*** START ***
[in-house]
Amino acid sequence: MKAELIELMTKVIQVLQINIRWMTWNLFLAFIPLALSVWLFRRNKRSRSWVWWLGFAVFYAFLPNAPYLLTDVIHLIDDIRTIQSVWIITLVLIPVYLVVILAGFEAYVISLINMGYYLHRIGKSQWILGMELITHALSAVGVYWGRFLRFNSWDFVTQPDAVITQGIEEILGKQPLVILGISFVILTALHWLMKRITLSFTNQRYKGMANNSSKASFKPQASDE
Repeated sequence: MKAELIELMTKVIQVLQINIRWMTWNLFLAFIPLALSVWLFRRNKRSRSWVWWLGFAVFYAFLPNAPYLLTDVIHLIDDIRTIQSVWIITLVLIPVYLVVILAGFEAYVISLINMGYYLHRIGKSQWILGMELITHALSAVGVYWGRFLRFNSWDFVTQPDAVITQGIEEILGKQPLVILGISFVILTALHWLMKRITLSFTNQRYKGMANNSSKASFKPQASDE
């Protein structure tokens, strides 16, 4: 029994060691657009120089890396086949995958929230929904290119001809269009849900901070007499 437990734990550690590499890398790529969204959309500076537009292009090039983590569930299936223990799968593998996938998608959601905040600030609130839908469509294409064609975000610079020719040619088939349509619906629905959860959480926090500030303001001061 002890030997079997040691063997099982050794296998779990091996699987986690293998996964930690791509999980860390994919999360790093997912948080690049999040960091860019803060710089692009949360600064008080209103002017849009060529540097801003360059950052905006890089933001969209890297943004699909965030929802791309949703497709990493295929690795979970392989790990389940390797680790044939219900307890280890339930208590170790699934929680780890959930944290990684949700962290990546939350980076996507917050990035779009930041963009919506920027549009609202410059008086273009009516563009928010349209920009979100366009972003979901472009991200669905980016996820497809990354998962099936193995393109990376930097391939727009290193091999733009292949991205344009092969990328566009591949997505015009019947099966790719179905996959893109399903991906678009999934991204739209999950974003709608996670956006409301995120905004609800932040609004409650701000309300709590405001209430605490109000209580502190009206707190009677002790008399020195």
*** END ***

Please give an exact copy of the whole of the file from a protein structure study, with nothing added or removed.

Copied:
[in-house]
Amino acid sequence: MKAELIELMTKVIQVLQINIRWMTWNLFLAFIPLALSVWLFRRNKRSRSWVWWLGFAVFYAFLPNAPYLLTDVIHLIDDIRTIQSVWIITLVLIPVYLVVILAGFEAYVISLINMGYYLHRIGKSQWILGMELITHALSAVGVYWGRFLRFNSWDFVTQPDAVITQGIEEILGKQPLVILGISFVILTALHWLMKRITLSFTNQRYKGMANNSSKASFKPQASDE
Repeated sequence: MKAELIELMTKVIQVLQINIRWMTWNLFLAFIPLALSVWLFRRNKRSRSWVWWLGFAVFYAFLPNAPYLLTDVIHLIDDIRTIQSVWIITLVLIPVYLVVILAGFEAYVISLINMGYYLHRIGKSQWILGMELITHALSAVGVYWGRFLRFNSWDFVTQPDAVITQGIEEILGKQPLVILGISFVILTALHWLMKRITLSFTNQRYKGMANNSSKASFKPQASDE
């Protein structure tokens, strides 16, 4: 029994060691657009120089890396086949995958929230929904290119001809269009849900901070007499 437990734990550690590499890398790529969204959309500076537009292009090039983590569930299936223990799968593998996938998608959601905040600030609130839908469509294409064609975000610079020719040619088939349509619906629905959860959480926090500030303001001061 002890030997079997040691063997099982050794296998779990091996699987986690293998996964930690791509999980860390994919999360790093997912948080690049999040960091860019803060710089692009949360600064008080209103002017849009060529540097801003360059950052905006890089933001969209890297943004699909965030929802791309949703497709990493295929690795979970392989790990389940390797680790044939219900307890280890339930208590170790699934929680780890959930944290990684949700962290990546939350980076996507917050990035779009930041963009919506920027549009609202410059008086273009009516563009928010349209920009979100366009972003979901472009991200669905980016996820497809990354998962099936193995393109990376930097391939727009290193091999733009292949991205344009092969990328566009591949997505015009019947099966790719179905996959893109399903991906678009999934991204739209999950974003709608996670956006409301995120905004609800932040609004409650701000309300709590405001209430605490109000209580502190009206707190009677002790008399020195």